What’s Essential in Macro Theory

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I admire Jean-Pascal Bénassy’s text Macroeconomic Theory (2011). But its New Keynesian roots cause him to get some significant things wrong. A troubling example is his identification of a “particularly important issue, that of government policy effectiveness. It is shown notably that hypotheses on information and expectations formulation are absolutely central in assessing whether government can actually control the evolution of employment and output.” (p.25)

Bénassy’s confident conclusion about expectations and information is the generally accepted assessment that has directed cutting-edge research for more than three decades. The GEM Project concurs with parts of it, especially the crucial roles of confidence (a kind of expectations) in stabilization authorities’ capacity to deliver on their real-side (high trend employment) objective and of imperfect information in large, highly specialized workplaces. However, his assertion of centrality for expectations formation is little more than a  misleading artifact of market-centric general-equilibrium restrictions imposed on the scope of rational price-mediated exchange. The artifact has diverted a great deal of the rigorous thinking about stabilization-relevant macroeconomics into blind alleys and is central to any adequate explanation of the paucity of useful stabilization theorems produced by the current generation of mainstream macro theorists.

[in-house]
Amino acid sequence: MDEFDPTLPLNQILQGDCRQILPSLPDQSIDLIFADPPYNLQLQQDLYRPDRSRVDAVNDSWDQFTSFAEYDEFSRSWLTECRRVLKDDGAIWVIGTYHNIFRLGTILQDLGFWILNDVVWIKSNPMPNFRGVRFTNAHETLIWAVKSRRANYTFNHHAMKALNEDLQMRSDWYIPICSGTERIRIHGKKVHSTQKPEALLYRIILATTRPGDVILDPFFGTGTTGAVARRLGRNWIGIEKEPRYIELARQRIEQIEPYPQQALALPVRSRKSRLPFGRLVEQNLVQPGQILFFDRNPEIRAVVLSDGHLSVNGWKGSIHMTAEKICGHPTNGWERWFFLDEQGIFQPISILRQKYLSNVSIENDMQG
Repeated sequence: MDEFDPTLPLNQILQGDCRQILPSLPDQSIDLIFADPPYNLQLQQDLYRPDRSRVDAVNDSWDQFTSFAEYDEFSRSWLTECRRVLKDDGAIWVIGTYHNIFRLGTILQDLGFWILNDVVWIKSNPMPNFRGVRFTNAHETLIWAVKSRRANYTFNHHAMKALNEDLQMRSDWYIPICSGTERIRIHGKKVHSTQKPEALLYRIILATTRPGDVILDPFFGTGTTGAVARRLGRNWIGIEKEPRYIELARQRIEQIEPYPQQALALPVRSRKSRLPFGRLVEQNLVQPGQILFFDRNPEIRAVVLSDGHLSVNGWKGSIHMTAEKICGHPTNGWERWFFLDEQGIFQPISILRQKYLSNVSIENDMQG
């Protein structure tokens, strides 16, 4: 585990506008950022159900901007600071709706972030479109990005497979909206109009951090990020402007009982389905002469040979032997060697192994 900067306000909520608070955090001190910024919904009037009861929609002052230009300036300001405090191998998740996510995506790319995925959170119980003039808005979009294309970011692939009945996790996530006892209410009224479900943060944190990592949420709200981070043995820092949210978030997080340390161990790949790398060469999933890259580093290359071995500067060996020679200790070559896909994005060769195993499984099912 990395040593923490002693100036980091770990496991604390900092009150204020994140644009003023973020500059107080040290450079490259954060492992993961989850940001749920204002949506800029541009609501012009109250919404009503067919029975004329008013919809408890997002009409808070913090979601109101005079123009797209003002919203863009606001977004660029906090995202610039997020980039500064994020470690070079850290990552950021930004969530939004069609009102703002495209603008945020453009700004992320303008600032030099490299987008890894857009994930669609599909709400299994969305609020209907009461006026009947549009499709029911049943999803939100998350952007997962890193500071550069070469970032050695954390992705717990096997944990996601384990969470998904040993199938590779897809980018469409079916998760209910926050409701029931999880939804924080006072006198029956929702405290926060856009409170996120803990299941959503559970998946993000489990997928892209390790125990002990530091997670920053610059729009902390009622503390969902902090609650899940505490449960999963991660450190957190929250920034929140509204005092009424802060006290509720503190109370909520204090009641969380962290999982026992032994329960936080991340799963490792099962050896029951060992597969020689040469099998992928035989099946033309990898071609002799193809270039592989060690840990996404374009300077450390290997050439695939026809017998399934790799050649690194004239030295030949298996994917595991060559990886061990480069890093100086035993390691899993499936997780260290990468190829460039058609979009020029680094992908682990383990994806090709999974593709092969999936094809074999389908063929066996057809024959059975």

In generalized-exchange modeling, meaningful wage rigidity uniquely microfounds the causal link from nominal demand disturbances to recognizably sized, same-direction changes in employment, output, and profits. The MWR channel is what is ‘absolutely central’ to macro-model stabilization-policy effectiveness, remaining robust even in the implausible perfect foresight circumstances of the Rational-Expectations Hypothesis. Exchange generalization from the marketplace to bureaucratic workplaces posits expectations that efficiently use available information, including all that is known about the behavior and plans of government authorities. Once the arbitrary, debilitating marketplace-only constraint on rational exchange is eliminated, the most consequential restriction on information is its asymmetric, costly nature in large, specialized workplaces, a limitation that is sufficiently accepted by practitioners to be axiomatic.

No reasonable debate rooted in the formulation of expectations or the nature of information attends the derivation, from model primitives, of the generalized-exchange capacity to microfound government stabilization effectiveness. (Chapters 2 and 3 in the Website’s E-book) Market failure, consistent with continuous decision-rule-equilibrium, is shown to result from the MWR interaction with nominal demand disturbances. Broad failure, characterized by substantial involuntary job, output, and income loss, is best understood as a meta-class externality. Within Pigou’s powerful externalities framework, the private costs associated with continuous, general decision-rule equilibrium are intermittently and at times substantially below the social cost of recessions or depressions. There can be no plausible opposition to such externalities mandating government intervention. Pigou went even further, asserting that economists have a moral responsibility to identify adverse externalities and design government interventions that ameliorate their effects.

To mainstream macro theorists, generalized exchange is an unfamiliar exercise, requiring significant human-capital retooling in order to accommodate what occurs in the specialized workplace. However, its unique capacity to properly answer big questions makes it well worth the effort. Microfounded MWR is ‘absolutely central’ to stabilization-relevant coherent macro modeling. Market-centric general-equilibrium modeling, despite interesting work on information and expectations formulation, is inherently not up to the task.

Blog Type: Wonkish San Miguel de Allende, Mexico

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